Every few years, video gamers of all ages collectively rejoice with the dawn of a new generation of game consoles. The long-awaited 7th generation console battle, which began with the launch of the Xbox 360 last November, heats up in earnest over the next few days with the release of Sony’s PlayStation 3 (PS3) and Nintendo’s Wii. The stakes (and prices) this time are higher than ever.
The ubiquitous PlayStation has sat atop the gaming world for over a decade. Sony, however, has lost some of its luster of late and is counting on the PS3 to help right the ship, drive adoption of its nascent BluRay DVD format, and of course, help it maintain its video game dominance. It’s a tall order for one machine, let alone one which will shatter the price ceiling for game consoles and arrive in only very limited quantities for the holidays. These supply constraints are certainly not the elixir Sony needed.
Microsoft, with a year head start, has raced to an early lead with over 6 million Xbox 360 sales to date "” this despite not having a Halo title to drive interest. Nintendo opted out of the graphics arms race this time around, and instead has focused on a strategy of making the Wii innovative and easy to use.
Plenty will be written about how these consoles compare on a feature by feature basis; however, comparing demand for each console provides insight into how well each is faring in the marketplace even before the Wii and PS3 hit store shelves.
Note: Compete, Inc. calculated console demand based on the number of U.S. consumers who shopped for the respective consoles at leading online retailers.
The chart above shows the monthly U.S. demand for each console. Demand for the Xbox 360 spiked to nearly 1.75 million U.S. consumers when it arrived last November. So far this year, the Xbox 360 has attracted an average of 418,000 U.S. shoppers each month. In the meantime, PS3 and Wii demand has been steadily climbing in anticipation of their release. PS3 demand surpassed Xbox 360 demand for the first time in September. Wii accomplished that same feat in October. Demand for all three consoles should spike this month with the Wii and PS3 launching and the holiday shopping season beginning.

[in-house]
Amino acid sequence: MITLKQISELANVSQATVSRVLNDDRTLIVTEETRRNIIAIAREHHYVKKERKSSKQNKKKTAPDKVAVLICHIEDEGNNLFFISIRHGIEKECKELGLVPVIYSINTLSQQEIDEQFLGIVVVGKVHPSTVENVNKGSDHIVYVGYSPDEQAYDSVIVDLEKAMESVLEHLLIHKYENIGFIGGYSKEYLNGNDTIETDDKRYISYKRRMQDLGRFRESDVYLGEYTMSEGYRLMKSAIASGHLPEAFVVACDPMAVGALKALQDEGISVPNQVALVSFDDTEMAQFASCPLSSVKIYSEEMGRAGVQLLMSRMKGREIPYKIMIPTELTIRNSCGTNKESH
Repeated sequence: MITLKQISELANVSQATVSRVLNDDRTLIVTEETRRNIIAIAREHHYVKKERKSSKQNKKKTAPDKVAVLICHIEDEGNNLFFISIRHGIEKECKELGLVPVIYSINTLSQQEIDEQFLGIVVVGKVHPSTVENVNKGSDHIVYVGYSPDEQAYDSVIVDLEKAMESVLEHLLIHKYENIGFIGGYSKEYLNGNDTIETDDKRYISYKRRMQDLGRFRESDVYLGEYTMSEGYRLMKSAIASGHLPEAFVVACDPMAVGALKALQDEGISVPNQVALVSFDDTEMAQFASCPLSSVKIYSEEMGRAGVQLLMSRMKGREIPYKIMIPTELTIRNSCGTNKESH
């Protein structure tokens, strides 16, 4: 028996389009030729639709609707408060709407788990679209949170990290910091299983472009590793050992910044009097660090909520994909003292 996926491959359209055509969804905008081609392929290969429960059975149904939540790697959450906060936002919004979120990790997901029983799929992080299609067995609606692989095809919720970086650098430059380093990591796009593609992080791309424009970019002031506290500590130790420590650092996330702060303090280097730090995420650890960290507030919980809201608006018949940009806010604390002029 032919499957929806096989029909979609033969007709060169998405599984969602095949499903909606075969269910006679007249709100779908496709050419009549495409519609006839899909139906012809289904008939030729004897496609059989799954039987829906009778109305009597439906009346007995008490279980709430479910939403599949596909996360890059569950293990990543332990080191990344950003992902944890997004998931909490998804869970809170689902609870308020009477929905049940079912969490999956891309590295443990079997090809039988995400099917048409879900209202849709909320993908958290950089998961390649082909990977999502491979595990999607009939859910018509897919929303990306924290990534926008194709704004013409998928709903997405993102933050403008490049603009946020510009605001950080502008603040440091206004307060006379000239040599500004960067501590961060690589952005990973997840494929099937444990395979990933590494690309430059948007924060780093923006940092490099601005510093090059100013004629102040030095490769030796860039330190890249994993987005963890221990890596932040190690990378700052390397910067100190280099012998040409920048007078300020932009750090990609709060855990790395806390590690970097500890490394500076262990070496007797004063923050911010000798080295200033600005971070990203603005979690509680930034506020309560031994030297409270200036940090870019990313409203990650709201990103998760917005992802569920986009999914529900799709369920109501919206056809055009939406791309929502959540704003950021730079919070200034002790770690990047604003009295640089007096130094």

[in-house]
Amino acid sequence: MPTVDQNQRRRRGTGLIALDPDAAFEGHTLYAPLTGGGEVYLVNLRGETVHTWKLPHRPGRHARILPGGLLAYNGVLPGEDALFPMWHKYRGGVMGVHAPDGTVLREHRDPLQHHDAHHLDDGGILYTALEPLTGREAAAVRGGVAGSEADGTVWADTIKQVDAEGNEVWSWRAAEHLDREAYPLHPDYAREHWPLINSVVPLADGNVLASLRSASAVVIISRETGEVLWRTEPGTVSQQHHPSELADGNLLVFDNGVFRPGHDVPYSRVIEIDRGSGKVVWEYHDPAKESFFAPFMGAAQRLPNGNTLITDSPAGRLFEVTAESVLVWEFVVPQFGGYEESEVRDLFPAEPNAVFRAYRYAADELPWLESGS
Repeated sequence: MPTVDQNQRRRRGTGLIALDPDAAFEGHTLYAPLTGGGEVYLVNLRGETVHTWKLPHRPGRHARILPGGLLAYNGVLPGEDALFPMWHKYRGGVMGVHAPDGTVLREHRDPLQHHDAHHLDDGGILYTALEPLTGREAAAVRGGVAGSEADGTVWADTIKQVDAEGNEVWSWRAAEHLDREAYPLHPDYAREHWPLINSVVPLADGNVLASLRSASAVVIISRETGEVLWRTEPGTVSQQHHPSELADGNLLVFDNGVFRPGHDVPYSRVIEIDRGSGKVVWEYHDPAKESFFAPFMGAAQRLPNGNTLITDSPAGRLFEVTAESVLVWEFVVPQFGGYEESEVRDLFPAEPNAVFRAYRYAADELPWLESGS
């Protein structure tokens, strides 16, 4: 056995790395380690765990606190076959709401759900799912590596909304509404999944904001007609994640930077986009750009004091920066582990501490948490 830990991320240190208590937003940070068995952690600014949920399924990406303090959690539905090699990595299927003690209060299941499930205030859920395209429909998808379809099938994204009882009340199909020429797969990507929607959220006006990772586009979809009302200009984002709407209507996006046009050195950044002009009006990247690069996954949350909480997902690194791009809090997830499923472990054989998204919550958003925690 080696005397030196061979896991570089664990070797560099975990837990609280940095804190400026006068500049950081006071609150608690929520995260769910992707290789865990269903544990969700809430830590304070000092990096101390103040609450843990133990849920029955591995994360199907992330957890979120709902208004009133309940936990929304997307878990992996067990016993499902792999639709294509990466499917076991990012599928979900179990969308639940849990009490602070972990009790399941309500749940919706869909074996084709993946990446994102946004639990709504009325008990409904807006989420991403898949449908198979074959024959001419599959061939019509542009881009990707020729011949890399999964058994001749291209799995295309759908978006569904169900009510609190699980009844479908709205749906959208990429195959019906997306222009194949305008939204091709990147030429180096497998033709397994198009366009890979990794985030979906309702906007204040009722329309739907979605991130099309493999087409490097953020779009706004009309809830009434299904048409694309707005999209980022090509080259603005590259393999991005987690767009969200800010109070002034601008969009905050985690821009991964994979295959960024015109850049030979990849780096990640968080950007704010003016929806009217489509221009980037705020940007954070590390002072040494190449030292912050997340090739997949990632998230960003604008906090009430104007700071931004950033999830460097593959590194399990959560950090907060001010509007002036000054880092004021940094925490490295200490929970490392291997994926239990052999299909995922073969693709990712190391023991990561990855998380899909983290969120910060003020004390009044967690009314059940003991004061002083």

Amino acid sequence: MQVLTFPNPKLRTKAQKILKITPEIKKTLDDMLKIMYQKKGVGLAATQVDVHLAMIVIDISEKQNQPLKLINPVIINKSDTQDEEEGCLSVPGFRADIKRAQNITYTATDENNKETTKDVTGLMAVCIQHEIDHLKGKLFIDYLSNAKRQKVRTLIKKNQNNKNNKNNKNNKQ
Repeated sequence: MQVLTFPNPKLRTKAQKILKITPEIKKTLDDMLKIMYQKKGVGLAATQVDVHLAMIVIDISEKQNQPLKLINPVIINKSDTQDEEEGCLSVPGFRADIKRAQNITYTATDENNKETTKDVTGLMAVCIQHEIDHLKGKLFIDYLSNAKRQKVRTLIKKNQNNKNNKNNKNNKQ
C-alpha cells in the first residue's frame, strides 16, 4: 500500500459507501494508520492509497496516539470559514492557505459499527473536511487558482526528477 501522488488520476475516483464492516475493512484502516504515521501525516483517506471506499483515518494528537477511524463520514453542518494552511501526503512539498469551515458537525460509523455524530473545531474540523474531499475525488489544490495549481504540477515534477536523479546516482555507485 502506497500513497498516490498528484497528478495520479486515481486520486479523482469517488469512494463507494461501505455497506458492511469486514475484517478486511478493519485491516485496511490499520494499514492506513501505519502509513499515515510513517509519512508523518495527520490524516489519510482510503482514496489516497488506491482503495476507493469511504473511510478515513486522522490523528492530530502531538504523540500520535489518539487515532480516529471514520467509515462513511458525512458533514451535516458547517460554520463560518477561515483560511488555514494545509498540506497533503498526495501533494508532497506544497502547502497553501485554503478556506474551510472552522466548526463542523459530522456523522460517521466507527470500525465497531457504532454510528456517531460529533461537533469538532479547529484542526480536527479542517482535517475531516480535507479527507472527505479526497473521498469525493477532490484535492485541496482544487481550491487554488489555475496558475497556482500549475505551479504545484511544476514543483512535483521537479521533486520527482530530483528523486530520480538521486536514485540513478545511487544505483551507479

Sony will undoubtedly sell all the PS3s it can ship this year, but what are the long term prospects for it as well as the other consoles? How long will the Xbox 360′s lead last? A sample of the findings from Compete’s October 2006 survey of active current-generation console gamers confirms that this race is anything but decided.
Though much has been made in some circles about the PS3′s hefty price tag ($600), word has apparently not reached most consumers"¦many of whom have the PS3 on their shopping lists. In fact, almost half (48%) of those considering a PS3 expect it to cost less than $300"”equivalent to the original price of a PS2. When told of the PS3′s actual retail price, 73% of all gamers and 59% of those considering a PS3 thought it was overpriced. Wii fared much better and many of its buyers will be pleasantly surprised by its value. Among those considering a Wii, 75% expected it to cost more than $200. It goes on sale for $250.
Wii’s price may be right, but a troubling sign for Nintendo emerges on the loyalty front. Nintendo’s strategic decision to simplify its console may in fact be turning off a number of its loyalists. 39% of GameCube owners are considering a Wii purchase while 40% are considering a PS3. PlayStation loyalty is considerably higher with 63% of PS2 owners considering a PS3.
It’s bound to be an exciting, albeit potentially frustrating, holiday season for you if you are a gamer or have one on your shopping list. On the one hand there is now a choice of three amazing video game consoles, all of which have their advantages: the PS3 has the bells and whistles; the Xbox 360 has Xbox Live and a library or titles; and the Wii has its franchise games and revolutionary controller. On the other hand, Wii supplies may be limited and PS3s will be near impossible to find, so getting a hold of either one will be tricky and expensive (Read: ebay markups). That being said, I’m sure Microsoft will be more than happy to sell you an Xbox 360 as a substitute.
As VP of Retail and Consumer Products at Compete, Matt Pace is responsible for leading a team of client services professionals who deliver digital intelligence and insights to clients in the retail and consumer packaged good industries. Before Matt joined the Compete Team he was a CPA and senior auditor with Deloitte & Touche. Follow Matt on Twitter @mattpace.